India Table of Contents
Following independence in 1947, important organizational changes strengthened civilian control over the military. The position of commander in chief was abolished in 1955, and the three service chiefs were placed on an equal footing beneath the civilian Ministry of Defence. These changes significantly reduced the influence of the numerically superior army, to which the other services had been subordinate, and limited the service chiefs to advisory roles in the defense decision-making process. The changes reflected the ambiguous feelings of the civilian leadership toward the military. Nehru and other Indian nationalists saw the military as an institution strongly wedded to the colonial past. The heritage of nonviolence (ahimsa) of Mohandas Karamchand Gandhi also was important to the national political leadership (see Mahatma Gandhi, ch. 1).
Independence and the partition from Pakistan imposed significant costs on the Indian defense establishment that took years to redress. The partition of the country had entailed the division of the armed forces personnel and equipment. Predominantly Muslim units went to Pakistan, followed later by individual transfers. Close to two-thirds of all army personnel went to India. As a secular state, India accepted all armed forces personnel without regard to religious affiliation. The division of the navy was based on an estimation of each nation's maritime needs. A combination of religious affiliation and military need was applied to the small air force. As a result of partition, India also received about two-thirds of the matériel and stores. This aspect of the division of assets was complicated by the fact that all sixteen ordnance factories were located in India. India was allowed to retain them with the proviso that it would make a lump sum payment to Pakistan to enable it to develop its own defense production infrastructure.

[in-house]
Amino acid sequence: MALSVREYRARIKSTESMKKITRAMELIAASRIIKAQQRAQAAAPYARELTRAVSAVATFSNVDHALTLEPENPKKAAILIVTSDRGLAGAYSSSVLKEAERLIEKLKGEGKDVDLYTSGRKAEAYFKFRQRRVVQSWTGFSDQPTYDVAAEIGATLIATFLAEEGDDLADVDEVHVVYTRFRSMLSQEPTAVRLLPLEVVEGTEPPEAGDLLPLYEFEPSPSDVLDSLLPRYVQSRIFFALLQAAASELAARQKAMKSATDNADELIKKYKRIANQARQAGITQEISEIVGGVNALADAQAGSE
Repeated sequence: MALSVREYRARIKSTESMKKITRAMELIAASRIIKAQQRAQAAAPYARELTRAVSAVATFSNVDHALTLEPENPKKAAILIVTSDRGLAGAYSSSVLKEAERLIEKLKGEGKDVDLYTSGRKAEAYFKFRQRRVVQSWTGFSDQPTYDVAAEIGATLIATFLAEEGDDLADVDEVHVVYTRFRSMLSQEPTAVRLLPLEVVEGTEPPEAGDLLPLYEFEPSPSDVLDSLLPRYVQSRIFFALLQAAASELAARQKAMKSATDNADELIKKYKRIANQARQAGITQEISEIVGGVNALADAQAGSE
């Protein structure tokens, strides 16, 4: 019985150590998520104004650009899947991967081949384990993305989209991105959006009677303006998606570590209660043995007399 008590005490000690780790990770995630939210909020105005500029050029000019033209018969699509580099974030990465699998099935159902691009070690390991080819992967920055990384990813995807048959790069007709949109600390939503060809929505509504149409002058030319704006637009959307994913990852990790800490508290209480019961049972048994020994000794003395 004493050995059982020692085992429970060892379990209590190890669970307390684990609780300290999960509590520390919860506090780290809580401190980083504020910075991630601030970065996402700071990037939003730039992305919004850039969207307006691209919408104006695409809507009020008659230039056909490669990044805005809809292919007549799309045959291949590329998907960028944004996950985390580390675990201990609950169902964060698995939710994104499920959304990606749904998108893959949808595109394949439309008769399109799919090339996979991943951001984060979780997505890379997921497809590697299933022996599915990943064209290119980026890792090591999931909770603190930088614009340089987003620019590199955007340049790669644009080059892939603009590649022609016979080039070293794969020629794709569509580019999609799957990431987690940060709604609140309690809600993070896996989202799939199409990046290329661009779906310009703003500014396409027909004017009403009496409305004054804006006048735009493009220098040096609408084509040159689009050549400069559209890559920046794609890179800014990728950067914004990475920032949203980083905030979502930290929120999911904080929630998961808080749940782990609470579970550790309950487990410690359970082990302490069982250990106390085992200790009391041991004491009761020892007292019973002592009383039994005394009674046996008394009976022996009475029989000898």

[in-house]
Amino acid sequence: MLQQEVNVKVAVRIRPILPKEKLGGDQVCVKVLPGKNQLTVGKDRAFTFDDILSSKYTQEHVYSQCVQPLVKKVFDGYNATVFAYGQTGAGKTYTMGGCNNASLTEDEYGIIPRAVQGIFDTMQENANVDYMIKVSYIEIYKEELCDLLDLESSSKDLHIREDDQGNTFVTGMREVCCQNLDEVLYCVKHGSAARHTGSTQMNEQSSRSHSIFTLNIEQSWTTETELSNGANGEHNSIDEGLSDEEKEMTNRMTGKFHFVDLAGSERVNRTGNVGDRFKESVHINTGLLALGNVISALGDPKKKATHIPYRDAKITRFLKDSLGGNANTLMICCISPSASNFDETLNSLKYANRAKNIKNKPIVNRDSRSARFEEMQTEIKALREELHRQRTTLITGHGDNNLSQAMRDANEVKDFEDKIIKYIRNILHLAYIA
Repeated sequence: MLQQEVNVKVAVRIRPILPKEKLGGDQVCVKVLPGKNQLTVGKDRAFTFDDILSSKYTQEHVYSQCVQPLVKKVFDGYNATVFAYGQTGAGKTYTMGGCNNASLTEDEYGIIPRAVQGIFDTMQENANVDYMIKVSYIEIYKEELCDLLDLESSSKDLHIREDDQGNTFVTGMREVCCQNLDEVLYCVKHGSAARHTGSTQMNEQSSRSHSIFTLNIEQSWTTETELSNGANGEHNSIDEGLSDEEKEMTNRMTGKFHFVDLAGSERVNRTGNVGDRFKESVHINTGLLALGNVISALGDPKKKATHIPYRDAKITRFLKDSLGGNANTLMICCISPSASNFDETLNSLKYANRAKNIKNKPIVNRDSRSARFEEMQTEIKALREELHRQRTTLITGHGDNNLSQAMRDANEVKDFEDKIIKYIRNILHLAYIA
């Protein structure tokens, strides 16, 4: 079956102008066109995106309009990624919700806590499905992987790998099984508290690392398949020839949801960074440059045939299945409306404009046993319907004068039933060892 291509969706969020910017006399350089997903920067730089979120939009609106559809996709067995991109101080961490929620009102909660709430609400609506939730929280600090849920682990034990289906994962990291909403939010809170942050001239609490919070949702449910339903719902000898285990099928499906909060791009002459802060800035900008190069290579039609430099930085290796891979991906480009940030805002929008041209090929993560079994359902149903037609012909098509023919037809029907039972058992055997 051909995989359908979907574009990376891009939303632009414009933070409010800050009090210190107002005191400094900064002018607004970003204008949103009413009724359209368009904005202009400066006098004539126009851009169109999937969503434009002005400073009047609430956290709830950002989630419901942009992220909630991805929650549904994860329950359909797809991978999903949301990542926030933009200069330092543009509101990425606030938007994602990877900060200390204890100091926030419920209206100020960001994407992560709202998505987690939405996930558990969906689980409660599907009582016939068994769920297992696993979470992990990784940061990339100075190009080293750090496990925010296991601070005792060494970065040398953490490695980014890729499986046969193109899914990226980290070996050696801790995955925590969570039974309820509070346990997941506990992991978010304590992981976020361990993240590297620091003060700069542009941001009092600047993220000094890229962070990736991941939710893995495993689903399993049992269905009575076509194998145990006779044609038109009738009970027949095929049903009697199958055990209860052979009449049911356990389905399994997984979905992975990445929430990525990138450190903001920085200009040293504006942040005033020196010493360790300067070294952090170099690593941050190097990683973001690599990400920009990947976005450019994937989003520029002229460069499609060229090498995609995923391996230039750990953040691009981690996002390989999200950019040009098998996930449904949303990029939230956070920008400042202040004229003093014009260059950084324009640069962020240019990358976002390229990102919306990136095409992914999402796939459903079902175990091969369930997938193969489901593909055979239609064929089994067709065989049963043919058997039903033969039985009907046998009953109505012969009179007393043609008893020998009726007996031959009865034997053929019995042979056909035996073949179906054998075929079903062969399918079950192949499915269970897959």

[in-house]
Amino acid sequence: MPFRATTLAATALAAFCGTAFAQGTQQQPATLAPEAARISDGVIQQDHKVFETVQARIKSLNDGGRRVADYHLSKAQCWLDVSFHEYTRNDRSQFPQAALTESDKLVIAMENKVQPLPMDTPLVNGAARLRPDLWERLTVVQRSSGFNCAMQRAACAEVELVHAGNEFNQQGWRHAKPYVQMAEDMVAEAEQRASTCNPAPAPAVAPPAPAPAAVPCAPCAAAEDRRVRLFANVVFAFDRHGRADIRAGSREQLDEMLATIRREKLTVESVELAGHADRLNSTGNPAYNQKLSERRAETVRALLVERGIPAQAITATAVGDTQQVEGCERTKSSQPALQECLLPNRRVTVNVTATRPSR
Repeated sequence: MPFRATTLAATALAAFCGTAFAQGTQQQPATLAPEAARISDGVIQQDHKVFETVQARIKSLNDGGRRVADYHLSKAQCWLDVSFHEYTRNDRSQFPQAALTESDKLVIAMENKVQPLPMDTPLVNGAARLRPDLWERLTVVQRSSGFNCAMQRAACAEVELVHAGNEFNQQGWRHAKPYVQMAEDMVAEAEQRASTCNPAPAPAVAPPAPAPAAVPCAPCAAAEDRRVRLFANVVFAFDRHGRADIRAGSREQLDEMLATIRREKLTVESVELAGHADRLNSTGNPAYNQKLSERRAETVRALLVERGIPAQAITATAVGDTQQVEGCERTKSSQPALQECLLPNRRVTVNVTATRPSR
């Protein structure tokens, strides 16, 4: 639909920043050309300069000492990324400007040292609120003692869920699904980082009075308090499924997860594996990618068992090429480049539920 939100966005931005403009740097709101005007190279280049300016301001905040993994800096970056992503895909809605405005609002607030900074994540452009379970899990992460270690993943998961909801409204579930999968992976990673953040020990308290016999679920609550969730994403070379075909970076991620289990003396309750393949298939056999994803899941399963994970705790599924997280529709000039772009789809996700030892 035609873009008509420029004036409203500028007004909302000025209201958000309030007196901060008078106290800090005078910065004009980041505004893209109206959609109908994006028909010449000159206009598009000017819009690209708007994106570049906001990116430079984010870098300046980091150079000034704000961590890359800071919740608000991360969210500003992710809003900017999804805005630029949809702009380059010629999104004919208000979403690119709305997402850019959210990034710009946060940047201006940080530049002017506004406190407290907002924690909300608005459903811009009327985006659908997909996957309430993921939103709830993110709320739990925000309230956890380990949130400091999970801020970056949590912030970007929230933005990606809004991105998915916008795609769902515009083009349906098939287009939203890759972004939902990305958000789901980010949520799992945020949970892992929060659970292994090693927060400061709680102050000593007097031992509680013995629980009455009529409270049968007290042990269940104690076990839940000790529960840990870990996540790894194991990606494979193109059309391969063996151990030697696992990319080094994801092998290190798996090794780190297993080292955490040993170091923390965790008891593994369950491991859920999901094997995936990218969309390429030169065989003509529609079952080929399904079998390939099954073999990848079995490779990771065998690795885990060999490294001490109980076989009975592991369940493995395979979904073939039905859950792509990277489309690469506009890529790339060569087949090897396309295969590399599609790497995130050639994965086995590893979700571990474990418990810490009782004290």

Independence also resulted in a dramatic reduction of the number of experienced senior personnel available. In 1947 only six Indians had held brigade-level commands, and only one had commanded a division. British officers, out of necessity, were retained for varying periods of time after independence. British chiefs stayed on the longest in the navy and the air force. The navy had a British service chief until 1962 and the air force until 1954. The armed forces also integrated qualified members of the armies of the former princely states that acceded to India (see National Integration, ch. 1). The term sepoy , made popular during the colonial era, was dropped about this time, and the word jawan (Hindi for able-bodied man) has been used ever since when referring to the Indian soldier.
Data as of September 1995